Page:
Author - Richard Horne

United Kingdom Special Air Service (SAS)

The Special Air Service (SAS) is the British Army’s most renowned United Kingdom Special Forces (UKSF) unit. Its motto is ‘Who Dares Wins’ and has become well known all over the world. The SAS was created by David Stirling in 1941 as a desert raiding regiment mainly for carrying out sabotage missions. During 1950 the unit was changed from a regiment to a corps. The SAS’ roles include counter terrorism, hostage rescue and covert reconnaissance. Currently the corps is made up of the 22 Special Air Service Regiment, the 21 Special Air Service Regiment (Reserve) and the 23 Special Air Service Regiment (Reserve). In order to become part of the Regiment, soldiers have to pass a number of exercises and tests during a five-week-long selection process. Although there are around 200 applicants each time, only 30 usually make it through. The first SAS mission was in 1941 and involved a parachute drop in support of the Operation Crusader offensive. This mission, due [...]

The Parachute Regiment

The Parachute Regiment, also known as “The Paras”, is an airborne regiment of the British Army that acts as support to the United Kingdom Special Forces. The Parachute Regiment was formed to surprise enemy troops by being dropped behind enemy lines to capture key positions. They were then able to hold them until the rest of the invasion force could link up with them. In modern day warfare the Parachute Regiment provides infantry to Britain’s 16 Air Assault Brigade. The Parachute Regiment was formed during the Second World War on the 22nd of June. This is the only infantry regiment of the British Army that has not been amalgamated with another since the end of the Second World War. They are able to deploy an infantry force at short notice. The Parachute Regiment consists of three regular army battalions; the 1st, 2nd and 3rd battalion. The 1st is based in St Athan, Wales and is attached to the Special Forces Support [...]

Cap Tally

Custom Design Cap Tally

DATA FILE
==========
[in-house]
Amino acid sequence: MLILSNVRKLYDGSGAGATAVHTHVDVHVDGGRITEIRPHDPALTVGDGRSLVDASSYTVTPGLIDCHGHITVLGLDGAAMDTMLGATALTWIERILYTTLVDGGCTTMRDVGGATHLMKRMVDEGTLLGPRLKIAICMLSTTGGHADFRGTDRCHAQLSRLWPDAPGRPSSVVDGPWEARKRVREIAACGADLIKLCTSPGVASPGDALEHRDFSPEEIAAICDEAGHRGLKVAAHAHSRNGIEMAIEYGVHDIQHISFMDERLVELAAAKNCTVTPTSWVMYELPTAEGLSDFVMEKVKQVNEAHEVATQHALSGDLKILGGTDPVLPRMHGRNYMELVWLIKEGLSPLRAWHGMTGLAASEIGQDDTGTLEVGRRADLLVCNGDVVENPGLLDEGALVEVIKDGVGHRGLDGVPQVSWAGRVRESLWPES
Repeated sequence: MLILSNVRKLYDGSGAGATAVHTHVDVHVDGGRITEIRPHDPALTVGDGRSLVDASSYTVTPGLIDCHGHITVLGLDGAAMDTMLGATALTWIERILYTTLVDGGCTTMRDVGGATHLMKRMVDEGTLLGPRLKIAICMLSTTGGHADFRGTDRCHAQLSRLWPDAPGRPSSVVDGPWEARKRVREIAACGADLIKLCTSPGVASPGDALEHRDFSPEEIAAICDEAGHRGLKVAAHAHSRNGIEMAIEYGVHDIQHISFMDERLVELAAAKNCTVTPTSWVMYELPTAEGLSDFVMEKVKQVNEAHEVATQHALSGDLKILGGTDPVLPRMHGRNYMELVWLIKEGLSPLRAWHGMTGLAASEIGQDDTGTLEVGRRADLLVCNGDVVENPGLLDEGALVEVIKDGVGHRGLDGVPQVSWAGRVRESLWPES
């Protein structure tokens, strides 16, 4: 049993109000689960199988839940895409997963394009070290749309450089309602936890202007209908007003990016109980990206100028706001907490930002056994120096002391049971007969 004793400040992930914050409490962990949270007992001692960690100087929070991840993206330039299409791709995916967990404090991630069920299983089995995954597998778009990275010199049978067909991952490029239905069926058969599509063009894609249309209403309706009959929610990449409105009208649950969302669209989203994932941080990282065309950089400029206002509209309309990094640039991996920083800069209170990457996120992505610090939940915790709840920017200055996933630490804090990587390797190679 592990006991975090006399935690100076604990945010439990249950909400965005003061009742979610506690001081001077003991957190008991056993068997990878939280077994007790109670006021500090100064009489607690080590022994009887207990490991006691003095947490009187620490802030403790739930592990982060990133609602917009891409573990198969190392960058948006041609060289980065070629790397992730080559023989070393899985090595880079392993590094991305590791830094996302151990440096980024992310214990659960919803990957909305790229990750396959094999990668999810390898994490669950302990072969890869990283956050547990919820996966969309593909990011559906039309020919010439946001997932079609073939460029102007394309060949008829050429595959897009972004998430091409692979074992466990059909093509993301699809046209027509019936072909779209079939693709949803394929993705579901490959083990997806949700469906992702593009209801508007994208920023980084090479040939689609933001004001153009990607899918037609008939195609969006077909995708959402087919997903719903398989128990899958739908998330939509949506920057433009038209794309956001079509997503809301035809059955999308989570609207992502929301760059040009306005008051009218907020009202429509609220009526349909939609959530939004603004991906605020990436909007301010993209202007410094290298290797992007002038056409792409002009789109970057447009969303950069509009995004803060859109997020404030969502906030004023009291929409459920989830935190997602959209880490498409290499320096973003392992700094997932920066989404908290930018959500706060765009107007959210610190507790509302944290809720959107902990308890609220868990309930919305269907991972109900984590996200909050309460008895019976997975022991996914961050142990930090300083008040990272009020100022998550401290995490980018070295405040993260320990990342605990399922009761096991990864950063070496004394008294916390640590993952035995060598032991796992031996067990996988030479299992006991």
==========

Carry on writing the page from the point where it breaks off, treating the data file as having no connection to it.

A Cap Tally is a black nylon ribbon which is usually tied into a bow on the left-hand side of a Royal Navy sailor’s cap. The tally is black with a gold inscription and usually bears the name of the ship to which the sailor belongs. During World War II the ship’s name was often left off the cap tally to protect the ship from any espionage. A Cap Tally bow is notoriously difficult to tie. The ribbon is wrapped round the hat, with the inscription positioned in the middle of the hat. A bow is tied to the left of the cap. Watch the video below to learn how to tie your cap tally. Wyedean stocks many different Cap Tallies for the Royal Navy. To view our range click here. We are also able to manufacture bespoke cap tallies with a custom name. Please note that due to the setup of the machine, each design comes as a set of two. The [...]

How to wear an Aiguillette

An aiguillette is an ornamental braided cord, usually worn on a uniform to denote an honour. Although similar in some ways to a lanyard, the two should not be confused. Lanyards are made from fibre, whereas aiguillettes are usually made from silver or gold cord. Aiguillettes also have pointed tips. Plates of armour used to be secured together by attaching the breast and back plates with short loops of cord acting as a hinge on one side, while a more ornate loop was tied to support the arm defences on the other. As armour became more ornamental so did these ties. After the civil wars it became fashionable to have bunches of ribbons worn at the shoulder sometimes in the form of bows with tagged ends. This fashion died out in England but continued in the French court dress of Louis the 14th and 15th into the early 18th century. This style was revived by the British Army in the form [...]

What is the Best Looking Military Uniform?

The Hussars The uniform of the Napoleonic Hussars included the pelisse: a short fur-edged jacket which was often worn slung over one shoulder in the style of a cape, and was fastened with a cord. This garment was extensively adorned with braiding (often gold or silver for officers) and rows of multiple buttons. The tunic was worn underneath, which was also decorated in braid. The Hussar’s accoutrements included a Hungarian-style saddle, covered by a decorated saddlecloth, with long pointed corners surmounted by a sheepskin. On active service the Hussar normally wore reinforced breeches which had leather on the inside of the leg to prevent them from wearing. On the outside of their breeches was a row of buttons, and sometimes a stripe in a different colour. A busby was worn as headwear. The colours of the dolman, pelisse and breeches varied greatly by regiment, even within the same army. Hussars were the only corps in the British Army allowed to wear moustaches. The [...]

What is the Official use of a Lanyard?

  Soldier’s Uniform wearing lanyard. A lanyard is also referred to a fourragère – and is a braided cord with a sharp spike at one end. The fourragère is a very old component of some military uniforms and originates from the French uniforms where it was used to bundle forage for pack animals or cavalry horses. The lanyard first gained symbolic importance during the Dutch Revolt from 1568-1648. It is said that the Duke of Alba’s troops fled the field against the Dutch rebels. The Duke was so angry that he vowed to hang every single man in the unit if they retreated again and consequently forced them to wear a fourragère, or lanyard, around their shoulder to remind them of the fact. After the next battle the Duke of Alba was so impressed by their bravery that he them permitted them to wear the cord as a reminder of their oath to fight The symbol was later revived by Napoleon for the [...]